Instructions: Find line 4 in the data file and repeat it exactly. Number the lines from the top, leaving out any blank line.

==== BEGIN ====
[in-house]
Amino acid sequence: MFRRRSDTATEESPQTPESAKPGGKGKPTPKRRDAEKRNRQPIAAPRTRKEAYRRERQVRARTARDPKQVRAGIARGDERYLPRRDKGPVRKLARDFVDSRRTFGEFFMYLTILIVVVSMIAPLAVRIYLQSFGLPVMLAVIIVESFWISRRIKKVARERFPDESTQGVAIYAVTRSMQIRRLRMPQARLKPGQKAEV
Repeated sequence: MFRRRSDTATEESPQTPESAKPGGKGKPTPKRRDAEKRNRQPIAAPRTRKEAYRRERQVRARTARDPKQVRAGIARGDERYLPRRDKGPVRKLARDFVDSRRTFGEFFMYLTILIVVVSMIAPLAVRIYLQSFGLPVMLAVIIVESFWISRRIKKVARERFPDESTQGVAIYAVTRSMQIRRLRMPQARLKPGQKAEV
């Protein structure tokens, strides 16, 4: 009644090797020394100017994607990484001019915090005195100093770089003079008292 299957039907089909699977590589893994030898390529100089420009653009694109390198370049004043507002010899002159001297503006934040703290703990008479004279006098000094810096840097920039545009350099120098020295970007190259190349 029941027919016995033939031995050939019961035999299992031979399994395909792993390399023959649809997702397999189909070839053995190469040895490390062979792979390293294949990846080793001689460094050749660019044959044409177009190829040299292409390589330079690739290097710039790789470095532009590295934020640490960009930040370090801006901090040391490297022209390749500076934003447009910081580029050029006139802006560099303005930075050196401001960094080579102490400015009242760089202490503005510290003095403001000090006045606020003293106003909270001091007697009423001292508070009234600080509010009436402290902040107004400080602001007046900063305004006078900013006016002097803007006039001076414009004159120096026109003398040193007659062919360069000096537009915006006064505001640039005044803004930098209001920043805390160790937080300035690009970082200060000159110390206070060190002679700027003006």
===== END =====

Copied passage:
């Protein structure tokens, strides 16, 4: 009644090797020394100017994607990484001019915090005195100093770089003079008292 299957039907089909699977590589893994030898390529100089420009653009694109390198370049004043507002010899002159001297503006934040703290703990008479004279006098000094810096840097920039545009350099120098020295970007190259190349 029941027919016995033939031995050939019961035999299992031979399994395909792993390399023959649809997702397999189909070839053995190469040895490390062979792979390293294949990846080793001689460094050749660019044959044409177009190829040299292409390589330079690739290097710039790789470095532009590295934020640490960009930040370090801006901090040391490297022209390749500076934003447009910081580029050029006139802006560099303005930075050196401001960094080579102490400015009242760089202490503005510290003095403001000090006045606020003293106003909270001091007697009423001292508070009234600080509010009436402290902040107004400080602001007046900063305004006078900013006016002097803007006039001076414009004159120096026109003398040193007659062919360069000096537009915006006064505001640039005044803004930098209001920043805390160790937080300035690009970082200060000159110390206070060190002679700027003006």